"I want to tell you one thing," he said to Maskaev, "I'm going to knock you out. I'm going to eat you alive. I'm coming to fight on Saturday night and I promise I'm going to beat you. I'm going to punish you and beat you up. I've been fighting for seven years and I've never ducked anyone.

"I hope you're planning on coming to fight on Saturday. You can run no more."

Sounds like he means business - but somehow, I'm still not impressed.

Oh, I'll admit, there's an excellent chance a menacing and motivated Peter could follow through on predictions and convincingly end the fight within four rounds.

But, should Maskaev still be upright and functioning into the bout's middle third - and it's my guess that he will be - the chances of an upset by the seasoned old pro will rise exponentially.

And that's good enough for me.

Hola, Senor Bartender...Order me up a "South of the Border" surprise.

FitzHitz says: Maskaev in 11.

The upset mojo isn't limited to the main event.

In the final pre-heavyweight feature, IBF 135-pound champion Juan Diaz will put both a belt and an unbeaten record on the line when he faces mandatory No. 1 contender Nate Campbell.

And, though Diaz has established himself as a fan and media favorite with a relentless style and an interesting back story, it's been Campbell clearly taking the lead toward making the semi main event a must see come Saturday night.

Here's a sampling:

"I don't want to sound conceited or overconfident but Juan Diaz is not a demigod," he said. "A demigod is half mortal/half god, and I just don't see that. Unless my team and I have been in this sport too long - or not long enough - we are seeing a lot of hype.

"Take a good look at who this man has fought and ask yourself, 'Who has he fought?' There are lots of fighters out there who throw a lot of punches. I'm going to teach things to Juan that he doesn't want to know. I can stop this man and I don't believe he can beat me.

"Nobody thinks I can punch, but there's something about the way I punch that makes guys change their mind when they get in the ring with me. Juan Diaz will ask himself after the first punch I land that makes clean contact, 'What part of the game is this?'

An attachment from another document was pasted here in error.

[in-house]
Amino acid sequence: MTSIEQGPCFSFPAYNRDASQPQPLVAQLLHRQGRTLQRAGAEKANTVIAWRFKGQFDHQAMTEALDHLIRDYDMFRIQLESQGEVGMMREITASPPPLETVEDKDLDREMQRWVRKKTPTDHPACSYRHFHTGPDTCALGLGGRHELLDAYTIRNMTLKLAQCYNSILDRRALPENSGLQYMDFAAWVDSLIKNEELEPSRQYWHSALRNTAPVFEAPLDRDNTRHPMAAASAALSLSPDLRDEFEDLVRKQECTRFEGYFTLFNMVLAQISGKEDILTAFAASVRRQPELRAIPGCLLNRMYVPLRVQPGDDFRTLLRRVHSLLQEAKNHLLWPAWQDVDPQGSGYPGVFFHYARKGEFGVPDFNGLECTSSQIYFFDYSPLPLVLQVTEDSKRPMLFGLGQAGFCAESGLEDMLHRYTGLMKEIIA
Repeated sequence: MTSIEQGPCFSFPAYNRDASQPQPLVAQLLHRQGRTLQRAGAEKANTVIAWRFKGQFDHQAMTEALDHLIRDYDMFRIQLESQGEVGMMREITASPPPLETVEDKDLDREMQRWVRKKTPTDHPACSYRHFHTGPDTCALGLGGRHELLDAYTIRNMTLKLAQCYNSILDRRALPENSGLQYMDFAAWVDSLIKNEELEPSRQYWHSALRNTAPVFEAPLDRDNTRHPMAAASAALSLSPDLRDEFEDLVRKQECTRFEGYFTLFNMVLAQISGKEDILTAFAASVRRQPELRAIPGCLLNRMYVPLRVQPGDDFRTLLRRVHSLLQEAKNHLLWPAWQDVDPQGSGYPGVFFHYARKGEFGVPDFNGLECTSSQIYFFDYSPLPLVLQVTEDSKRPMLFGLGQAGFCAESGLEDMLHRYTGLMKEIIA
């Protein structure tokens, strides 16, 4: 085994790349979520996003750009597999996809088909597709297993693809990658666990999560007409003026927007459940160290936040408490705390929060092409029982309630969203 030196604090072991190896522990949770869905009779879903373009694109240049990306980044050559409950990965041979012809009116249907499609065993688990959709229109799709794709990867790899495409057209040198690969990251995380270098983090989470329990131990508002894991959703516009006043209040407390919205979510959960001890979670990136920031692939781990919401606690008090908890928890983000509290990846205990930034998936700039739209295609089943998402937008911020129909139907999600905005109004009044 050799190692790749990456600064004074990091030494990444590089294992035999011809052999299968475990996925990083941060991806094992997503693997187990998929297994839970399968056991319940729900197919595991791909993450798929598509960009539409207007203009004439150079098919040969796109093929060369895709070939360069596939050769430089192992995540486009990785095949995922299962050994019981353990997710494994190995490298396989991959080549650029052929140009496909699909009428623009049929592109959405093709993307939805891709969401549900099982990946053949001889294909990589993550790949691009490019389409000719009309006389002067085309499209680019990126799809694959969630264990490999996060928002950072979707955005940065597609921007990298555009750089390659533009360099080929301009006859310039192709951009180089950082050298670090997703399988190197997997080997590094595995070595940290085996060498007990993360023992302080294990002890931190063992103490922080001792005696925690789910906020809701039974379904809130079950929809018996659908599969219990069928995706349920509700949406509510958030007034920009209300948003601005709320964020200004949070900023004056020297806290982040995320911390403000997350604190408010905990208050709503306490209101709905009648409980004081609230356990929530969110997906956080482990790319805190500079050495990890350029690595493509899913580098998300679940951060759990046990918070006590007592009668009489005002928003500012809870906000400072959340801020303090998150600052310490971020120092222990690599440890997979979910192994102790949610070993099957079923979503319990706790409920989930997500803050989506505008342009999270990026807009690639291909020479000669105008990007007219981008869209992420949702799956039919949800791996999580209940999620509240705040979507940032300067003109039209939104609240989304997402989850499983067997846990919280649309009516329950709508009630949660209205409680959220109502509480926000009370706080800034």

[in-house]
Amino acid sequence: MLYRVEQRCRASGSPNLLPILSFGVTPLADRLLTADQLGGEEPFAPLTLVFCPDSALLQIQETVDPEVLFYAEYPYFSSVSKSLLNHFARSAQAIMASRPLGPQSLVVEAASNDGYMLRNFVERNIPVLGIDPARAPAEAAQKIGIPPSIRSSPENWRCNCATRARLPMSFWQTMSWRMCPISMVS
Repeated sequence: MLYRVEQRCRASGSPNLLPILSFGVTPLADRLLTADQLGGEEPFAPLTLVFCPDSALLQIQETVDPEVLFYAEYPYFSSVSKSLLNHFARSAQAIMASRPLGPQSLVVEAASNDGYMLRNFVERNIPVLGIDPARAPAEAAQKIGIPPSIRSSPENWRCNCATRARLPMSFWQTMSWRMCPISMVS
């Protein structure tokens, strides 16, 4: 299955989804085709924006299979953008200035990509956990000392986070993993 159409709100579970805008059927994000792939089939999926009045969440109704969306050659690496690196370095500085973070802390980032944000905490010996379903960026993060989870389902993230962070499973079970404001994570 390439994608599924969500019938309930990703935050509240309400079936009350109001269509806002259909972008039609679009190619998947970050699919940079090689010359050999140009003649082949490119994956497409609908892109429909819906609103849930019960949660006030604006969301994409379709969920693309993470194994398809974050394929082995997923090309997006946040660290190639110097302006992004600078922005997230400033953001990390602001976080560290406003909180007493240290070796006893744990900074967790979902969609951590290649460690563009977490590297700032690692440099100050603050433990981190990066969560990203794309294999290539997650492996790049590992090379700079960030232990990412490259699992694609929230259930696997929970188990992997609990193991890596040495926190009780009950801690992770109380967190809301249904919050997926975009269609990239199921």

"On Saturday night I'm going to take you to hell, Juan."

Meanwhile, the soft-spoken Diaz has stuck pretty close to script in his media appearances, saying the usual things about respecting his opponent and relishing the opportunity to return to the land in which he made his pro debut in 2000 at age 16.

He was a bystander to some "controversy" in Wednesday's final session, however, when promoter Don King abruptly announced that he'd no longer be working with Diaz after this fight, due to issues with Diaz's manager, Willie Savannah.

"Juan Diaz and Willie Savannah seem to be doing just fine," he said. "Juan was lucky to make $100,000 for a fight before he came to me. He made $2 million in his first year with me and I arranged for him to fight for two more world titles, which he won. He'll make another $800,000 on Saturday night.

"It seems to me that Juan has been doing his job inside the ring and I've been doing my job as his promoter outside the ring. I'm still trying to figure out what it is Willie's not getting when looking back upon one of the best financed and most successful career progressions I have ever been part of."

King made his statement after reading passages from a February resignation letter addressed to Savannah from Diaz's attorney, Fred Levin. However, he did seem to leave the door open to working with Diaz in the future, albeit with different personnel.

"Like Fred Levin, I have made a decision to no longer promote Juan Diaz after Saturday's fight," he said. "And it's not because I wouldn't like to continue to work with Juan. It's for the same reason the esteemed Fred Levin quit. I will no longer work with Juan's manager, Willie Savannah."